New Carsey Institute Report Finds that Over One-Third of Rural Children Rely on SCHIP and Medicaid
Rural Children More Dependent on Public Health Care Coverage than Those in Cities
Contact:  Amy Seif
Carsey Institute
May 10, 2007

Durham, N.H. – A higher percentage of children in rural areas depend on Medicaid or the State Children’s Health Insurance Program (SCHIP) for health insurance than children in urban areas, a new study by the Carsey Institute at the University of New Hampshire finds.

The Carsey Institute found that in 2005, 32 percent of children in rural areas relied on SCHIP or Medicaid compared to 26 percent of children in cities. The report also found more rural children living in economically vulnerable families, with 47 percent of rural children living in low-income families in 2005, compared with 38 percent of urban families.

Nationwide, approximately 28 million children receive health insurance from Medicaid, with an additional six million covered by SCHIP. Enacted in 1997, SCHIP serves children in low-income families that generally earn too much to qualify for Medicaid, but too little to afford private health care coverage.

“SCHIP plays a vital role in the health of rural children,” said Mil Duncan, director of the Carsey Institute at the University of New Hampshire. “Every year, public health insurance becomes increasingly important to low-income families as employers drop private coverage or jobs are lost due to changes in the rural economy.”

From 1996 to 2005, the number of children covered by private health insurance steadily declined, while those covered by SCHIP and Medicaid steadily increased. This trend was found in both urban and rural America. In rural communities, the steady loss of manufacturing jobs has contributed to the loss of private health insurance coverage.

“Among rural children living in low-income families, we saw private-sector insurance coverage fall from 45 percent to 37 percent between 2000 and 2005,” said William O’Hare, report author and senior fellow at the Carsey Institute. “These families have little option but to seek government-funded coverage for their children. This shift away from employer-based insurance is likely to continue, resulting in increased reliance on SCHIP and Medicaid.”

The U.S. Congress is due to reauthorize the SCHIP program in 2007. Under consideration are proposals to expand coverage to more families and increase funding.

“This year Congress has a historic opportunity when it reauthorizes the SCHIP program to expand health coverage to America’s nine million uninsured children,” said Ron Pollack, executive director of Families USA. “Both the Senate and House of Representatives have passed a budget resolution setting aside $50 billion in additional funding for SCHIP over the next five years. This report demonstrates how important it is to expand coverage to uninsured children in rural communities.”

"Above all, today's report reinforces the fact that SCHIP must be reauthorized and its funding must be increased,” said Bruce Lesley, president of First Focus, a bipartisan organization dedicated to advocating sound healthcare policies to protect America's children. “With trends showing a continuing decline in the number of children covered by private sector health insurance, urgent attention must be given to America's rural communities, as they have become the neediest in the country. As the study points out, more children in rural communities are relying on SCHIP and Medicaid than those in urban regions, underscoring the need to increase the number of kids eligible for SCHIP and to expand outreach and enrollment efforts in all areas across the nation."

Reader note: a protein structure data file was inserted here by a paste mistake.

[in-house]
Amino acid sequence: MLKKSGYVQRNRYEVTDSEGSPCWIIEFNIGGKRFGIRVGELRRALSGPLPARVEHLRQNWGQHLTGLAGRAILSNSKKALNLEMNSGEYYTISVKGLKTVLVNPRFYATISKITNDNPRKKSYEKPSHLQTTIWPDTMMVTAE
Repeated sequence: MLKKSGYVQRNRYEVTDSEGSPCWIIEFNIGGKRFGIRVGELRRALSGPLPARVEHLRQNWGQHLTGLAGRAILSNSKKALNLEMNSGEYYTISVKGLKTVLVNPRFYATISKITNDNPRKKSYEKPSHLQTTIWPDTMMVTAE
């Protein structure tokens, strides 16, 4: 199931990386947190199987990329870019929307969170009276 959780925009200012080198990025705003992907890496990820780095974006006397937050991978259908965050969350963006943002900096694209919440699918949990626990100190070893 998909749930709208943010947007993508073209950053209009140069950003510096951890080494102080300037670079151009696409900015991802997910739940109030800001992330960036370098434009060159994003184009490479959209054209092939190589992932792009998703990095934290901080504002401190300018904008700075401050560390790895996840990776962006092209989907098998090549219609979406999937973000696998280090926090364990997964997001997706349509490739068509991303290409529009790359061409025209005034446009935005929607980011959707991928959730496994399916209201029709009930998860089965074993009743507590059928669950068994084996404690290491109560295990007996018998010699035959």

While Medicaid and SCHIP are covering more children each year, more than eight million children under 18 still lack health insurance. In rural America, the Carsey study found that a majority of uninsured children – 54 percent – live in families where the head of the household works full-time year-round.

Studies have found that as many as 20 million children live without health insurance at some point in the year. This is especially true in families in which a parent is employed in seasonal or cyclical work, which can be more prevalent in rural areas.

“There are a number of reasons why eligible children are living without health coverage,” said Mil Duncan. “In some cases, families are unaware that their children qualify or don’t know how to apply. In rural areas, many people have to travel long distances to apply, which isn’t an option for many low-income families. It’s clear that solutions are needed in rural America, including making private insurance more affordable and expanding public health insurance programs.”

The Carsey Institute at the University of New Hampshire conducts research and analysis on the challenges facing rural families and communities in New Hampshire, New England, and the nation. The Carsey Institute sponsors independent, interdisciplinary research that documents trends and conditions affecting families and communities, providing valuable information and analysis to policymakers, practitioners, the media, and the general public. Through this work, the Carsey Institute contributes to public dialogue on policies that encourage social mobility and sustain healthy, equitable communities. The Carsey Institute was established in May 2002 with a generous gift from UNH alumna and noted television producer Marcy Carsey.

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